Current use

Today intaglio engraving is largely used for paper or plastic currency, banknotes, passports and occasionally for high-value postage stamps. The appearance of engraving is sometimes mimicked for items such as wedding invitations by producing an embossment around lettering printed by another process (such as lithography or offset) to suggest the edges of an engraving plate.

  • Plates are usually made from copper or zinc
  • Formerly used extensively for high-quality magazines, fabrics and wallpapers
  • Common uses still include some postage stamps and paper currency, at one time used for all mass-printed materials including banknotes, stock certificates, newspapers, etc.

Other forms

Apart from intaglio, the other traditional families, or groups of printmaking techniques are:

  • Relief prints, including woodcut, where the matrix is cut away to leave the image-making part on the original surface. The matrix is then just inked and printed, not wiped as described above.
  • Planographic, including lithography, also known as "offset printing", where the image rests on the surface of the matrix, which can therefore often be reused.
  • Both intaglio and relief, as well as planographic printing processes, print a reversed image (a mirror image of the matrix), which must be allowed for in the composition, especially if it includes text.

Famous intaglio artists

See also

References

  1. ^ Strauss, Victor (1967). The printing industry: an introduction to its many branches, processes, and products. Washington: Printing Industries of America.  
  2. ^ Mustalish, Rachel (2003). "Printmaking Techniques of the WPA Printmakers". In Lisa Mintz Messinger. African American Artists, 1929-1945: Prints, Drawings and Paintings in the Metropolitan of Museum of Art (Metropolitan Museum of Art). Yale University Press. pp. 86–88.  
  3. ^ Mueller White, Lucy (2002). "Intaglio Processes". Printmaking as Therapy: Frameworks for Freedom. Jessica Kingsley. pp. 108–109.  
  4. ^ http://www.magical-secrets.com/studio/glossary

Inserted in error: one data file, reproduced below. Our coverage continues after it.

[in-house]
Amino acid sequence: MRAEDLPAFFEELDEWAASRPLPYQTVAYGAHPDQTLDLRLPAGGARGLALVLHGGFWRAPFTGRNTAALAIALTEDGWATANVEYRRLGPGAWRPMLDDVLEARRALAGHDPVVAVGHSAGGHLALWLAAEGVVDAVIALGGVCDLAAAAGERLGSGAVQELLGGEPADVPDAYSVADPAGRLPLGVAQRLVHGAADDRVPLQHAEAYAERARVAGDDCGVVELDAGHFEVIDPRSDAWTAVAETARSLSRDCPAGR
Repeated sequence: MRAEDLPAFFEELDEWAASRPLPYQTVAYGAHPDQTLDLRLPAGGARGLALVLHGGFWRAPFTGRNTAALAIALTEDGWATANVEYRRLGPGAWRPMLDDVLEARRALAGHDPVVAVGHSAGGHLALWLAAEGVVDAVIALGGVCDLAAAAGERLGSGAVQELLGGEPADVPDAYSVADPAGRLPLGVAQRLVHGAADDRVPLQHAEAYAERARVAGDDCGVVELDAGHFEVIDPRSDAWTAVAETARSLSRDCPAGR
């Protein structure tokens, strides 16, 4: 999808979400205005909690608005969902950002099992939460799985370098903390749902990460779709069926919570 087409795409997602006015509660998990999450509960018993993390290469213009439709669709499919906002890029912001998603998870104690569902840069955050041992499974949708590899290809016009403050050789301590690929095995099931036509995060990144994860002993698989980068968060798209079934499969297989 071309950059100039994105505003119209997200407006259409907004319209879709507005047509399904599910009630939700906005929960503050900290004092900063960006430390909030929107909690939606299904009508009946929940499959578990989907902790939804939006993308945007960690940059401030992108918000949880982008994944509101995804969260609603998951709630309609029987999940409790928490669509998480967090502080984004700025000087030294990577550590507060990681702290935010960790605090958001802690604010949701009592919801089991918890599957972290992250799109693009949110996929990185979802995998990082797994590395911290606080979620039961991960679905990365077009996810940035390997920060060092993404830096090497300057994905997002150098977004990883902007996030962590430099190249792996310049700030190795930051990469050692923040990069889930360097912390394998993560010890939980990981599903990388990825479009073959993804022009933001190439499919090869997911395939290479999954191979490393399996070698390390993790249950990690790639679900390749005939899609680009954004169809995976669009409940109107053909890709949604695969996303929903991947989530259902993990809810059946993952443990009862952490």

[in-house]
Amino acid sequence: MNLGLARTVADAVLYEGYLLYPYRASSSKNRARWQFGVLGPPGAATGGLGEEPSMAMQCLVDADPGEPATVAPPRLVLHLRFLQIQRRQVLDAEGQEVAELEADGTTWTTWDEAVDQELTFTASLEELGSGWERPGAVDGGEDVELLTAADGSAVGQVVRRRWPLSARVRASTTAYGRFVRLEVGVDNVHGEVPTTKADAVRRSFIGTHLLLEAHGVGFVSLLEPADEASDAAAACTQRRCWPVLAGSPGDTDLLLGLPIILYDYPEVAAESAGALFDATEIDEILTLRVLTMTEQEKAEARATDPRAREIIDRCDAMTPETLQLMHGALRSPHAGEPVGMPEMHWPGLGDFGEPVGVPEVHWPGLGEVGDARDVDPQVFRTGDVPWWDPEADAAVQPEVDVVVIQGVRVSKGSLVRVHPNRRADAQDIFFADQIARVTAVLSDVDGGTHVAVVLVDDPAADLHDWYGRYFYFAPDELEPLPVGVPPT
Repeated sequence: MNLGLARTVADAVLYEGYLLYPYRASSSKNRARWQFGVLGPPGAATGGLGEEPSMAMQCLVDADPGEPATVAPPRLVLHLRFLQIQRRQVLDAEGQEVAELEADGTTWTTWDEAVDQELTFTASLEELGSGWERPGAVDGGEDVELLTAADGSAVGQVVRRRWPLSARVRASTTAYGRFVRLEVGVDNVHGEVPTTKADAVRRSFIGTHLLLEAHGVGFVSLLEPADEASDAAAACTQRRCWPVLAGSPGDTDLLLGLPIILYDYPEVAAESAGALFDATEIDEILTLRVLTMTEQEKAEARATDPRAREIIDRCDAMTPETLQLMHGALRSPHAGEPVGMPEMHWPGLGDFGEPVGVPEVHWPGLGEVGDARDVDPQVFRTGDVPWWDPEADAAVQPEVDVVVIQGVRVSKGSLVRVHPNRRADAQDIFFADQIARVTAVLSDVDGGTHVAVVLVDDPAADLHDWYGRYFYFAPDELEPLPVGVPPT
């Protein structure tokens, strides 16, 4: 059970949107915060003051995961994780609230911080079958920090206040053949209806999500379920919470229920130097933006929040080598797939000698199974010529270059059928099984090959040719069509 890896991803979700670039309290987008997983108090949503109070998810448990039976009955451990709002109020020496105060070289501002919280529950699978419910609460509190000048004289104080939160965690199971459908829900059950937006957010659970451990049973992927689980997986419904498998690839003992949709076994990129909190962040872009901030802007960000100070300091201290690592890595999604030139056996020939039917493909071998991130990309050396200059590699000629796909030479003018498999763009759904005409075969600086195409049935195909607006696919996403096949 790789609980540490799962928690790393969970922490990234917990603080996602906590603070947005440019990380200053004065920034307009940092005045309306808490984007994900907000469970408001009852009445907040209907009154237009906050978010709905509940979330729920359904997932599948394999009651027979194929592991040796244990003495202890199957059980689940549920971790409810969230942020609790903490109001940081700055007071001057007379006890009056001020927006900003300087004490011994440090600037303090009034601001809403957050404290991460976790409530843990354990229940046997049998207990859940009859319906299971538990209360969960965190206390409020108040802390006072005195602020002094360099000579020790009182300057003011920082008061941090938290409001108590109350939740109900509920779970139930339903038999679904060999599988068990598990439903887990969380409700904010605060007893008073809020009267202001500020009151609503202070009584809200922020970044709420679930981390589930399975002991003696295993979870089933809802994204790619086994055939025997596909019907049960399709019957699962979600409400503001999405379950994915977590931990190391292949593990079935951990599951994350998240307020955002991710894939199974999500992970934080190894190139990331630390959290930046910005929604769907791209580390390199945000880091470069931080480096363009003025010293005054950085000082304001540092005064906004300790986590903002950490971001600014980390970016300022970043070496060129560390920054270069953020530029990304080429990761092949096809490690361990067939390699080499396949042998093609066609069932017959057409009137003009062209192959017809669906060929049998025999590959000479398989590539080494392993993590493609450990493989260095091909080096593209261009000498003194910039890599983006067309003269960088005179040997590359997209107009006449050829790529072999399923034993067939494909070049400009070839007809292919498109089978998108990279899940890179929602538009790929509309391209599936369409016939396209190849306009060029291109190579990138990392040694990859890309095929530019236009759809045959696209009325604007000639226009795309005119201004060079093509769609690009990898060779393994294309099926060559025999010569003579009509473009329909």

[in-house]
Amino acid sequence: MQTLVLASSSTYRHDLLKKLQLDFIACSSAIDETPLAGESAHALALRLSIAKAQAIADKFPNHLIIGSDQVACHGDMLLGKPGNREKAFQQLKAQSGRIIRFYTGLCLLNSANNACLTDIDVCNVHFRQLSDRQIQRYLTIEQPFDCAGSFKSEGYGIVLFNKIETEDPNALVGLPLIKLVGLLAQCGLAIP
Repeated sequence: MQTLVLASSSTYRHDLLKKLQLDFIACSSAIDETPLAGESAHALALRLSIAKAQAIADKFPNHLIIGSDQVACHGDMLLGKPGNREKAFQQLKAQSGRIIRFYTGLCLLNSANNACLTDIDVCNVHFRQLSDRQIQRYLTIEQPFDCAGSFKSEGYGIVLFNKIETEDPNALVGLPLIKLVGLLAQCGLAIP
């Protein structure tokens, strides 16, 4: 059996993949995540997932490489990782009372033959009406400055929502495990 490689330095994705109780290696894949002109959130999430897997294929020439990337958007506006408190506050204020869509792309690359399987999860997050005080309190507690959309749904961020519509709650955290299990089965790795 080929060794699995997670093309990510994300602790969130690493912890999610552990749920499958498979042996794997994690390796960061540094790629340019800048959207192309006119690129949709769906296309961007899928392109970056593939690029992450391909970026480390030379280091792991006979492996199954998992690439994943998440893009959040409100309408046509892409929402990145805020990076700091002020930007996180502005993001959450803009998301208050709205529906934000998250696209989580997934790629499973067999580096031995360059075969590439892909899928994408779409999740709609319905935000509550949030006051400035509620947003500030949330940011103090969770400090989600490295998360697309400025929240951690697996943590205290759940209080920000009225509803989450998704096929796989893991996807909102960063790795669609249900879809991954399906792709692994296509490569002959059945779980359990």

5. ^ http://www.artelino.com/articles/intaglio_printmaking.asp
  6. ^ http://www.masterworksfineart.com/art/printmaking.php
  7. ^ http://www.masterworksfineart.com/art/printmaking.php
  8. ^ http://www.britannica.com/EBchecked/topic/289562/intaglio
  9. ^ Woods, Kim (2006). Making Renaissance Art. Yale University Press.  

External links

This article was sourced from Creative Commons Attribution-ShareAlike License; additional terms may apply. World Heritage Encyclopedia content is assembled from numerous content providers, Open Access Publishing, and in compliance with The Fair Access to Science and Technology Research Act (FASTR), Wikimedia Foundation, Inc., Public Library of Science, The Encyclopedia of Life, Open Book Publishers (OBP), PubMed, U.S. National Library of Medicine, National Center for Biotechnology Information, U.S. National Library of Medicine, National Institutes of Health (NIH), U.S. Department of Health & Human Services, and USA.gov, which sources content from all federal, state, local, tribal, and territorial government publication portals (.gov, .mil, .edu). Funding for USA.gov and content contributors is made possible from the U.S. Congress, E-Government Act of 2002.
 
Crowd sourced content that is contributed to World Heritage Encyclopedia is peer reviewed and edited by our editorial staff to ensure quality scholarly research articles.
 
By using this site, you agree to the Terms of Use and Privacy Policy. World Heritage Encyclopedia™ is a registered trademark of the World Public Library Association, a non-profit organization.
 



Copyright © World Library Foundation. All rights reserved. eBooks from World eBook Library are sponsored by the World Library Foundation,
a 501c(4) Member's Support Non-Profit Organization, and is NOT affiliated with any governmental agency or department.